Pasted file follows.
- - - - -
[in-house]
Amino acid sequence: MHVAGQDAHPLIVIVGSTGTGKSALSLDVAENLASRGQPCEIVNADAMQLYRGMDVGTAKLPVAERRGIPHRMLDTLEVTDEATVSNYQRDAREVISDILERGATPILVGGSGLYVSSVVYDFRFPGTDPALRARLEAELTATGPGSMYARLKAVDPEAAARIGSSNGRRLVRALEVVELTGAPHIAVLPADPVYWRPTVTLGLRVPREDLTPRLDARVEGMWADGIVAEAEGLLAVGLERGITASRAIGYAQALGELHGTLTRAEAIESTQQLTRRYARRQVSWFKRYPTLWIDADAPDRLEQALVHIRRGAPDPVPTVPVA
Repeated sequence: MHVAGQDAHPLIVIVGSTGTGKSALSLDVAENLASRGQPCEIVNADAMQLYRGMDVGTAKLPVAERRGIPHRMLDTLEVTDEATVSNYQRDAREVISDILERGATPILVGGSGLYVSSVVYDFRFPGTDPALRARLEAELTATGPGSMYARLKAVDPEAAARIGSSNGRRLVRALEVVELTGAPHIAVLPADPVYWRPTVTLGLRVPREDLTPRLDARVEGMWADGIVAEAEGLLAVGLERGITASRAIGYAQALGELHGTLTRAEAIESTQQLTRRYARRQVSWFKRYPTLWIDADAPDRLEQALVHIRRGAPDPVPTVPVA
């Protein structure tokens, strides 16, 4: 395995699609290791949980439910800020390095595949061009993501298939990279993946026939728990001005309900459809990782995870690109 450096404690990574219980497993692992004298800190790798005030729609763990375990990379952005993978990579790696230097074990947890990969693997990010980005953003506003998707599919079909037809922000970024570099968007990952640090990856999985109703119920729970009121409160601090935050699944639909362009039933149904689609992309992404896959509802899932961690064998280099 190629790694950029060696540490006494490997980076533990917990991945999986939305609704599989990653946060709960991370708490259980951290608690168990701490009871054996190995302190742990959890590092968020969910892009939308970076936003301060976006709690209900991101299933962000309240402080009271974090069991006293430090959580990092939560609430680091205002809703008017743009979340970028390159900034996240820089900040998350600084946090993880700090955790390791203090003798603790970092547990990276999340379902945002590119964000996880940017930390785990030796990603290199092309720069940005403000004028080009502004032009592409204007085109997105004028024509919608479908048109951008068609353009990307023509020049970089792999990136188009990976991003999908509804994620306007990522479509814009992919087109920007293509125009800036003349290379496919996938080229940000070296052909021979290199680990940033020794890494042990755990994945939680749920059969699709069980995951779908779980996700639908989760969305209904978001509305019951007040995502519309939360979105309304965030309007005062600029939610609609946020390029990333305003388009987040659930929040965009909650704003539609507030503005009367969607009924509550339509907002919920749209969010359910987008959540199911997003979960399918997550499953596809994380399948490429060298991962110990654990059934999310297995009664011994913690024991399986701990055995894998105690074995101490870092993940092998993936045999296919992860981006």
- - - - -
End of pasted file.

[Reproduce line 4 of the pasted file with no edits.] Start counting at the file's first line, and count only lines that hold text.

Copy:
């Protein structure tokens, strides 16, 4: 395995699609290791949980439910800020390095595949061009993501298939990279993946026939728990001005309900459809990782995870690109 450096404690990574219980497993692992004298800190790798005030729609763990375990990379952005993978990579790696230097074990947890990969693997990010980005953003506003998707599919079909037809922000970024570099968007990952640090990856999985109703119920729970009121409160601090935050699944639909362009039933149904689609992309992404896959509802899932961690064998280099 190629790694950029060696540490006494490997980076533990917990991945999986939305609704599989990653946060709960991370708490259980951290608690168990701490009871054996190995302190742990959890590092968020969910892009939308970076936003301060976006709690209900991101299933962000309240402080009271974090069991006293430090959580990092939560609430680091205002809703008017743009979340970028390159900034996240820089900040998350600084946090993880700090955790390791203090003798603790970092547990990276999340379902945002590119964000996880940017930390785990030796990603290199092309720069940005403000004028080009502004032009592409204007085109997105004028024509919608479908048109951008068609353009990307023509020049970089792999990136188009990976991003999908509804994620306007990522479509814009992919087109920007293509125009800036003349290379496919996938080229940000070296052909021979290199680990940033020794890494042990755990994945939680749920059969699709069980995951779908779980996700639908989760969305209904978001509305019951007040995502519309939360979105309304965030309007005062600029939610609609946020390029990333305003388009987040659930929040965009909650704003539609507030503005009367969607009924509550339509907002919920749209969010359910987008959540199911997003979960399918997550499953596809994380399948490429060298991962110990654990059934999310297995009664011994913690024991399986701990055995894998105690074995101490870092993940092998993936045999296919992860981006």